When you look back on the Star Wars prequels, there is one thing that doesn’t stand out as very obvious at first. There weren’t many introduced mysteries that we absolutely had to get the answers to. Instead, most of the mysteries were laid bare for us to see as if we were the ones writing the screenplays. This wasn’t true all the time, of course, but in those cases, the mysteries weren’t character driven enough, or sweeping enough to cover the trilogy.
Mystery Boxes are those mysteries that occur when you’re watching a movie or TV series brings up a bunch of questions that you feel the need to know the answers to. They happen very frequently at the beginning of the original Star Wars film, A New Hope.
First, some background on the Expanded Universe
Since 1991′s release of Heir to the Empire, new Star Wars stories have been released pretty consistently. Books that cover, so far, about 44 years of adventures after the Battle of Yavin (which is the battle that takes place in A New Hope). This territory includes many adventures with the primary cast from the trilogy, as well as their children, the Empire, and changes to the known universe. A lot of great adventures that land all over the timeline. If a character dies in a particular book, any book that happens later on cannot have that character suddenly living as if nothing has happened. What people that don’t know, or understand, that haven’t looked into the Expanded Universe, is that it all happens on the same timeline. This means that a book that happens on the timeline between two previously written books can’t change things so much that the following story doesn’t make sense, so that there’s a logical progression.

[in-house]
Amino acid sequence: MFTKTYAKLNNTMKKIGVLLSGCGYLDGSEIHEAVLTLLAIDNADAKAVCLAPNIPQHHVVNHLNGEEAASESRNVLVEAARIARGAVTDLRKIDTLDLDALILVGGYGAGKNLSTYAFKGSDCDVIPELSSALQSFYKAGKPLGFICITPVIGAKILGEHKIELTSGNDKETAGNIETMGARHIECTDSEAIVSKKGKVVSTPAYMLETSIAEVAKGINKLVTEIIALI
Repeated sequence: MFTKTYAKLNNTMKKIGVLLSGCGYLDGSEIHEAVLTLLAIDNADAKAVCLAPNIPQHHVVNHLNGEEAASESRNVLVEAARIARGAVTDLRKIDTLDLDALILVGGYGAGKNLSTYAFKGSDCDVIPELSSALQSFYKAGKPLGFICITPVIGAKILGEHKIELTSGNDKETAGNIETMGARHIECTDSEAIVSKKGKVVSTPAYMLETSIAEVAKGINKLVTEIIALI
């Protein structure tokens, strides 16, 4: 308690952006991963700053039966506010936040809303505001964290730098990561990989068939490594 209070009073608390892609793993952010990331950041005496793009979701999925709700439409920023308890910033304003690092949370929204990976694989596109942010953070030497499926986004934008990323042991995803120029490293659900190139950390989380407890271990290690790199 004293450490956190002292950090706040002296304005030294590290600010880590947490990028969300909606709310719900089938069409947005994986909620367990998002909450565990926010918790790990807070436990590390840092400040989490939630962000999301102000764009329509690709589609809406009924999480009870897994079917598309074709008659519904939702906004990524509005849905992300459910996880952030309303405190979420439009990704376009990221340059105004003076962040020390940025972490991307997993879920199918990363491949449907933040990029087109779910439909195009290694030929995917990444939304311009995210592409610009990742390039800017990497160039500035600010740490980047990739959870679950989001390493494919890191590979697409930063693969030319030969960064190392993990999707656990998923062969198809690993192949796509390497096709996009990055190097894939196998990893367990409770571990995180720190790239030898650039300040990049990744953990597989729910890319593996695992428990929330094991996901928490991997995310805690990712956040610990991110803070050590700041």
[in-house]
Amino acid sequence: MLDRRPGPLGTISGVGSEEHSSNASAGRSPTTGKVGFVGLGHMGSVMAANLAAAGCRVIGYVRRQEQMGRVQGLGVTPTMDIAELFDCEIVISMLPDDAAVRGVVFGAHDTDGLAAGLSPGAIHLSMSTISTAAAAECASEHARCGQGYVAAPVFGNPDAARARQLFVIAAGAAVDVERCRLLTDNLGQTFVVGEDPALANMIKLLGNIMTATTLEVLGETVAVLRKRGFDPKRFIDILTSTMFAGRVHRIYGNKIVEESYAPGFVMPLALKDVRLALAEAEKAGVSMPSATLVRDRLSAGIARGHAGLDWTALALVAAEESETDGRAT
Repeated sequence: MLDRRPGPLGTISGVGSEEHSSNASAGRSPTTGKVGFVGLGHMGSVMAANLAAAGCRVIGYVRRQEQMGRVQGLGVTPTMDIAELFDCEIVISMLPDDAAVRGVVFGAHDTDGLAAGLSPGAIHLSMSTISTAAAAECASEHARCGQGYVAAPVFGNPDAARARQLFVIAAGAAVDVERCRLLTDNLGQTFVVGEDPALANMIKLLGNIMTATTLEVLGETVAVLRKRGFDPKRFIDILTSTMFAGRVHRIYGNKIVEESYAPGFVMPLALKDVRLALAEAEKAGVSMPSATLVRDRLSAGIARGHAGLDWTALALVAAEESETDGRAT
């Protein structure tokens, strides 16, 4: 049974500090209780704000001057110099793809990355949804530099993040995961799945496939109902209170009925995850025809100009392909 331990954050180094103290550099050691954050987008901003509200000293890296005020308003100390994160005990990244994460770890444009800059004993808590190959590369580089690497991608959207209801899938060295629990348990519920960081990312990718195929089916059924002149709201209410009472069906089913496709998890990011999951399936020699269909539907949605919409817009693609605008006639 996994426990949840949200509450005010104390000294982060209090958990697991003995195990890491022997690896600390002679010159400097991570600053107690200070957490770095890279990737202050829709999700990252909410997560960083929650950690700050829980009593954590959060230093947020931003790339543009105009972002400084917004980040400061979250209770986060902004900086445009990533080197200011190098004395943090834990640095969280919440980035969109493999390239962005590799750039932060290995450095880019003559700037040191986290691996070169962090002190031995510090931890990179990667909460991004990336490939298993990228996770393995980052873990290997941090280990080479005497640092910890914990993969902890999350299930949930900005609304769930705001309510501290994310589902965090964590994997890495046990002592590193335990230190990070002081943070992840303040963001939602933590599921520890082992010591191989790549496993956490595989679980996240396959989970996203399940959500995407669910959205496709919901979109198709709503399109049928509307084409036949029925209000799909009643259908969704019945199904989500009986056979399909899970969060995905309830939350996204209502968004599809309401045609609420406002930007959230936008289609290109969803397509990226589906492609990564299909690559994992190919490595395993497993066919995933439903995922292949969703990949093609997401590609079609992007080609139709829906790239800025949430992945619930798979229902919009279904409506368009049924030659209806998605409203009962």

Now, with new Star Wars sequels coming to film, how does that effect the Expanded Universe?
The sequel to 2011′s The Muppets, called Muppets…Again! (aka The Muppets 2) has begun production in London. It will be in theaters on March 21, 2014. The Muppets was one of my favorite movies of 2011, so I’m very excited for this one, even though I’m not a very big fan of the human cast members this time around.
It finds the Muppet repertory company enjoying a triumphant world tour, only to become tangled up with a criminal mastermind named Constantine, who is out to steal an enormous diamond—and who happens to be a dead ringer for Kermit.
“I always loved those classic jewel-heist capers from the ’60s and ’70s, so I was very keen to do a movie that had elements of that [genre] featuring the Muppets and comedy and songs,” says returning director James Bobin, who co-wrote the script with Nicholas Stoller.
J.J. Abrams has a very good understanding of what made the very first Star Wars film, A New Hope, work. Right from the start, that film had mystery after mystery, and took you on a ride. It answered some questions while raising more.
Watch this video from a Ted conference a few years ago, called The Mystery Box. It’ll give you a very good idea of what drives the stories that Abrams tells, and what’s behind the choices he makes. In it, you’ll also see a scene that he considers to be one of the greatest scenes of all time, from the movie Jaws. And it’s not a scene that people normally think of when they think about that movie.
J.J. Abrams is directing Star Wars: Episode VII
What many considered to be an impossible situation has actually happened. J.J. Abrams has quickly become one of my favorite directors, having created some of my favorite TV series, and actually did the impossible: got me to watch a Star Trek film based on his name alone. And I’ll be watching my second Star Trek film with his second film in the series: Star Trek Into Darkness. I have heard that he’s signed on for three Star Trek films, so I’m pretty sure that after he completes work on Episode VII, he’ll likely meet up with his writing team to start scripting and ultimately direct Star Trek III.